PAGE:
Episode 5: Authenticity

In this series, we're focusing on nourishing a culture of leadership by applying timeless principles of life to the art of leadership. In this episode, we're exploring the principle of authenticity. Authenticity requires leaders to be in their personal integrity, consistently, in dealing with others. This builds trust and respect. If you are not authentically in your personal integrity, people will not trust you. Learn more about strengthening your authenticity in this week's episode.

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Leadership Development Focus: Authenticity

You may be asking what authenticity has to do with leadership development?’  We offer you the opportunity to consider skillfulness in your authenticity as important in your leadership development.  Thank you for making use of this opportunity. Our intention is to support you in developing your leadership.

To get started on this topic of authenticity, we offer a definition of authenticity: to be authentic is to be true to oneself. This is not about occasionally being true to yourself but maintaining the discipline of consistently being true to yourself.  By being true to yourself, you can be true to everyone you have relationships with.

The state of authenticity is important to consider when engaging in leadership. The state of authenticity is to deal with reality as it is, instead of as you wish it to be.  People can have a tendency to engage with life as though it is the life they wish it to be, instead of engaging with the reality of their lives. They can then be blindsided they have to face the reality of their lives and discover that the way that they thought things were different from the way they are.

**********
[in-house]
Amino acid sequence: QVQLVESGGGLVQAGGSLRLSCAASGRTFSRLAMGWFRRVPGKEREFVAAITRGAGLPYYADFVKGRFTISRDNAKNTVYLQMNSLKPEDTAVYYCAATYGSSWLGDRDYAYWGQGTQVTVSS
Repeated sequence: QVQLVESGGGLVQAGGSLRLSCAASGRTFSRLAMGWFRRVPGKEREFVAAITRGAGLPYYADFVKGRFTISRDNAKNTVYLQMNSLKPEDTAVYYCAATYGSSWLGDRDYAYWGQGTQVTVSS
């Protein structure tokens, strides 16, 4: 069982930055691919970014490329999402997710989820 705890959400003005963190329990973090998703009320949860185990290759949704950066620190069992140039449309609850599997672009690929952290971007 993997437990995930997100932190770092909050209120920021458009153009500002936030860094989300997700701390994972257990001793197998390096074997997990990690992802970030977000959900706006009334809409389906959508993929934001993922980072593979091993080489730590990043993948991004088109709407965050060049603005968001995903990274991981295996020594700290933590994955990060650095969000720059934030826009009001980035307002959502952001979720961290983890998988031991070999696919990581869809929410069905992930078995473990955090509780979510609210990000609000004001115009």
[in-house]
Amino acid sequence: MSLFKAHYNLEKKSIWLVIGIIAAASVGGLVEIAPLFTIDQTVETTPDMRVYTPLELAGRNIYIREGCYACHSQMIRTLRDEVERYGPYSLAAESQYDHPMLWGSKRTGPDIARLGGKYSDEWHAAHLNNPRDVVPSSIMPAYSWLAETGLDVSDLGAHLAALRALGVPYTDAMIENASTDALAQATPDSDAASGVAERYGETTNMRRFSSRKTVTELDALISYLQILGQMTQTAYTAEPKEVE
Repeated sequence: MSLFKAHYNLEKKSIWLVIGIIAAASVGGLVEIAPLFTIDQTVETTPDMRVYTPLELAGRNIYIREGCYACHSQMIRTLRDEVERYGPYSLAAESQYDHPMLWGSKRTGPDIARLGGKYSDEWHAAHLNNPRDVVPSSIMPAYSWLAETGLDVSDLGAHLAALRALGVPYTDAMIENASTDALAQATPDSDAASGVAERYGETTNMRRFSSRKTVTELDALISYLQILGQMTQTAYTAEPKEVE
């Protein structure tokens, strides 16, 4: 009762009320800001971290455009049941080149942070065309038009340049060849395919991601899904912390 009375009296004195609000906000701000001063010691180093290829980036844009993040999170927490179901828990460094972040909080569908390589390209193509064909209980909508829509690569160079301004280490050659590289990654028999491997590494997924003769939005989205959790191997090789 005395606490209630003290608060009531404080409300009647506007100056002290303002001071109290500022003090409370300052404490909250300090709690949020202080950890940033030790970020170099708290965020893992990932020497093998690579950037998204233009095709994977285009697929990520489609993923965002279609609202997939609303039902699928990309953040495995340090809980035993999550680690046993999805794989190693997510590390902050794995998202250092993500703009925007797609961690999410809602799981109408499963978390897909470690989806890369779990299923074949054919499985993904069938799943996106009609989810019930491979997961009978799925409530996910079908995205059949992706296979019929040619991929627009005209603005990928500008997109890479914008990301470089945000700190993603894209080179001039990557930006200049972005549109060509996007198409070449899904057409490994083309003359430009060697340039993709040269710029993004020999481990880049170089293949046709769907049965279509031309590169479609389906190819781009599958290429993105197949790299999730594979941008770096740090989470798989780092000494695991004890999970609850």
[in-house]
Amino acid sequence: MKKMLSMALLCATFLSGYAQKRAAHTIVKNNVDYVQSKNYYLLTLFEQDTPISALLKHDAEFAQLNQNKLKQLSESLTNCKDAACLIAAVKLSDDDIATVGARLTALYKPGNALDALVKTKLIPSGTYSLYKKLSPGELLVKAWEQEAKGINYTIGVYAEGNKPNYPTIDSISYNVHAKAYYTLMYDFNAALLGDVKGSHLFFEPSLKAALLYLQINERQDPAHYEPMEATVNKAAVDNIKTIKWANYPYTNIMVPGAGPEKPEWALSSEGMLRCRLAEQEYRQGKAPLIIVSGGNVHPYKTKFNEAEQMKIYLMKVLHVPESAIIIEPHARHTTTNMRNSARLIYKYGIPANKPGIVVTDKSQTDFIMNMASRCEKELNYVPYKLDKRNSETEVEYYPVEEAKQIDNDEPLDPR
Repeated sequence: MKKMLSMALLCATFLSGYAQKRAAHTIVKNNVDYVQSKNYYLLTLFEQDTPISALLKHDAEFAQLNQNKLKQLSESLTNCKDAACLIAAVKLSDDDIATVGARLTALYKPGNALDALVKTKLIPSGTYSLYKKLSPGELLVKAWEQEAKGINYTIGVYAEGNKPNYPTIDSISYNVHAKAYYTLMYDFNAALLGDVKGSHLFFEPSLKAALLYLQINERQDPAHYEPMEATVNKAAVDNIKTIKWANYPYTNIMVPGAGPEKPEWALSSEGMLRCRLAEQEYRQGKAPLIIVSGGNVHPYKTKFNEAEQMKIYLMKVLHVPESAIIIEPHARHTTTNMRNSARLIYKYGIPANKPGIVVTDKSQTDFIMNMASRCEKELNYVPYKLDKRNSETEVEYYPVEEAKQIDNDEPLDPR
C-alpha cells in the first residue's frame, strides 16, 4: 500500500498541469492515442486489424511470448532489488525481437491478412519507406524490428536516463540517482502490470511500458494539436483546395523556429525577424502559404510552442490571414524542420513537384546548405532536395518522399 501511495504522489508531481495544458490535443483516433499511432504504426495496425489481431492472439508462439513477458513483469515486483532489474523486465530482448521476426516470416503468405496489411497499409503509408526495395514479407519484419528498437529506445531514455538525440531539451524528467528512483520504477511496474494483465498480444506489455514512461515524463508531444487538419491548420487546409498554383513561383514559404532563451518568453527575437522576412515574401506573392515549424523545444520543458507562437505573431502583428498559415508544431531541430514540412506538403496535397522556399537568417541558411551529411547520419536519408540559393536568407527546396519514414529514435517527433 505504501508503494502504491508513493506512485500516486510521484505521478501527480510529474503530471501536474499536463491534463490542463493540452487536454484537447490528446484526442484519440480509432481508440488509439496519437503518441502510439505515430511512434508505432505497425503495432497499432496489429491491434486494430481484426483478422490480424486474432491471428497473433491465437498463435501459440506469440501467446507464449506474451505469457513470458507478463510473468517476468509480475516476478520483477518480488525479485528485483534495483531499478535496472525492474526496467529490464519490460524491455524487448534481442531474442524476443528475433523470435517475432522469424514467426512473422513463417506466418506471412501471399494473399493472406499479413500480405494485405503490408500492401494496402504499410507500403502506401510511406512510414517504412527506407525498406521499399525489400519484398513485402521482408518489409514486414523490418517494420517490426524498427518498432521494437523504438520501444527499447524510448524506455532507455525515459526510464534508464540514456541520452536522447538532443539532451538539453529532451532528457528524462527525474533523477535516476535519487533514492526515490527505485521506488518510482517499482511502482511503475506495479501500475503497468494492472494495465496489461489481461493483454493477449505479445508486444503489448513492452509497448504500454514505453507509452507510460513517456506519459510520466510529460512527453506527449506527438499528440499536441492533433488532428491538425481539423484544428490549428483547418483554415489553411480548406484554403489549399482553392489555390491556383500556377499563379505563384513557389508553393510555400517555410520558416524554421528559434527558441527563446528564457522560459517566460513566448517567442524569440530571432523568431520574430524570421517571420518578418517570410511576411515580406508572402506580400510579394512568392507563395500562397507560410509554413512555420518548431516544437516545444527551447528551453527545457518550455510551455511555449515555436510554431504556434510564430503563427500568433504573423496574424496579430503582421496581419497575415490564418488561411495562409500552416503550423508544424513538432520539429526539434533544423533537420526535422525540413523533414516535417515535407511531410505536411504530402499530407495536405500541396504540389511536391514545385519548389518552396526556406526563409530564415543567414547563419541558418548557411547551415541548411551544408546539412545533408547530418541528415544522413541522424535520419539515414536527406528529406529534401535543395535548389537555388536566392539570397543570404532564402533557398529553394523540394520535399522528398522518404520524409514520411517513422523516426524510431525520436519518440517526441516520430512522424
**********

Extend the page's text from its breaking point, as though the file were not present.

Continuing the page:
Authenticity, being authentic, and being in a state of authenticity has implications for every part of our lives. Let us look at leadership from two different lenses, the first being leadership over one’s own life, the second having a leadership role in a group of some kind. Now think about staying in one’s authenticity for both of these aspects of leadership.

Authenticity requires leaders to be in their personal integrity, consistently, in dealing with others. This builds trust and respect. If you are not authentically in your personal integrity, people will not trust you.

We have heard from a number of people that if they dare to be authentic, and in their personal integrity, they fear not being liked. Too often, people in leadership abandon their authenticity in the hope of being liked. The outcome of this is that people do not trust the leader who abandons his/her integrity.  Even if people don’t like you, if you are engaged in leadership with authenticity, they will trust and respect you because they can count on you to:

  • tell them the truth
  • do what is right